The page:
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Australian Researchers Have Developed “Solar Paint”

 

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Imagine a house paint that not only makes a home look pleasing to the eye, but also supplies all of your home’s energy needs. Researchers in Australia have come up with a “solar paint” capable of absorbing moisture from the air and turning it into hydrogen fuel for clean energy.

Based at RMIT University in Melbourne, southern Australia, the research team has developed “solar paint”, containing a newly developed compound that acts like silica gel — that’s the stuff used in those little sachets that absorb moisture to keep things like food, medicines, and electronics in good shape.  Besides damp climates, the solar paint will also be effective in, for example, hot and dry climates near oceans, with the absorbed vapor coming from the nearby sea water as it evaporates in the heat.

The report

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Chan Zuckerberg’s Initiative For Home Down Payments For Teachers

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The $45 billion Chan Zuckerberg Initiative is putting $5 million into a fund called  Landed,  that offers to pay up to half of the 20% home down payment for educators with zero interest or monthly payments. Instead, Landed recoups its investment when the home is sold or refinanced, assuming up to 25% of the appreciation or depreciation of the home’s value.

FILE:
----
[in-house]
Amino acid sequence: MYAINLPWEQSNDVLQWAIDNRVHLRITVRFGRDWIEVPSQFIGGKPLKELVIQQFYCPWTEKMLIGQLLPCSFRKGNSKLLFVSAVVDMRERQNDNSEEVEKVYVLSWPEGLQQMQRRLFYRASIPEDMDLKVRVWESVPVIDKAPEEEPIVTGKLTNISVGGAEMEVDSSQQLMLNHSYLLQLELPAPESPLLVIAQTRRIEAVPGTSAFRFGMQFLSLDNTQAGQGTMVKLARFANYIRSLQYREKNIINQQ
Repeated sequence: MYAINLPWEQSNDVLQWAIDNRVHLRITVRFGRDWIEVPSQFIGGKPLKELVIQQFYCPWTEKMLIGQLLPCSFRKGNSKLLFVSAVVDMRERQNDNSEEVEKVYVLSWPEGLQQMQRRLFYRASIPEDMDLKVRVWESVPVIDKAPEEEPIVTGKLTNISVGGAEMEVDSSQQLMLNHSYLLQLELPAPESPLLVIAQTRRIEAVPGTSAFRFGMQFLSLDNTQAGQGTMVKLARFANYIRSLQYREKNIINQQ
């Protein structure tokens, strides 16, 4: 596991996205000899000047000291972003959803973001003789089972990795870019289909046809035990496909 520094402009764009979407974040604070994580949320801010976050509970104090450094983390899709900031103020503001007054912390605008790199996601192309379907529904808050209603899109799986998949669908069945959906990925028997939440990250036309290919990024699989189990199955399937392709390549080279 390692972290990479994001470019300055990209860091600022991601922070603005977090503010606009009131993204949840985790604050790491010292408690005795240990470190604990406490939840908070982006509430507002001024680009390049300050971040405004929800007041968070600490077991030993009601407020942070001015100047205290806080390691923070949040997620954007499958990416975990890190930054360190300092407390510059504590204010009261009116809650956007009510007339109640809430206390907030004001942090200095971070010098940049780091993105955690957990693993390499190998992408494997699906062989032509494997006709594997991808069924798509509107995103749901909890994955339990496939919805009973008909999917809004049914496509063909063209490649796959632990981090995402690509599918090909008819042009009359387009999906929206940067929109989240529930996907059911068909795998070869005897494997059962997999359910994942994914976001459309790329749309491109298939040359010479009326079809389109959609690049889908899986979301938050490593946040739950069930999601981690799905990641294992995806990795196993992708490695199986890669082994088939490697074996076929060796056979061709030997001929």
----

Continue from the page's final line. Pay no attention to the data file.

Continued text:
The goal is to allow more teachers, administrators, janitors, and more to live near their jobs at Palto Alto California, Redwood City, Ravenswood City, and Sequoia Union high schools, where Silicon Valley’s tech boom has made home prices too expensive to purchase.

For Librarians In Philly, Drug Overdose Drills Is Part Of The Job

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Chera Kowalski, 33, who works with teens and adults at McPherson Square library, holds naloxone. While other libraries practice fire drills, McPherson Branch has overdose drills.

The librarians at the Needle Park location in Kensington have had to learn how to administer Narcan to some people. This location is known for being surrounded by a neighborhood rampant with drugs and addicts. Many patrons to come to the library for refuge and to have a safe haven. This library has been such a thing for many patrons in the neighborhood. In the past, the library has not had to take care of such things, but then the heroin epidemic hit.

The library started doing overdose drills for the last thirty years, and until recently, having to rely on those skills did not happen very often. There have been four overdoses in the library since the epidemic spread, and thankfully, none of them have been fatal. Some people come to this location to do their drugs for the sake of having a safe, quiet place to do what they will. In one case, a man shot up while he was in the adult reading room, and when he slid to the floor, help was there to take care of him. Much of the same can be said about the man who passed out in the bathroom while gasping for air.

There is now a monitor system in the bathroom. Adults are required to leave a library card or some other form of ID at the front desk. People are limited to bathroom time for between three and five minutes. After that time frame, a guard will knock before coming in to check on anyone that might have disappeared into the room.

 

SHAMEFUL!

House GOP Takes Power From First African American Librarian Of Congress

(AP Photo/Pablo Martinez Monsivais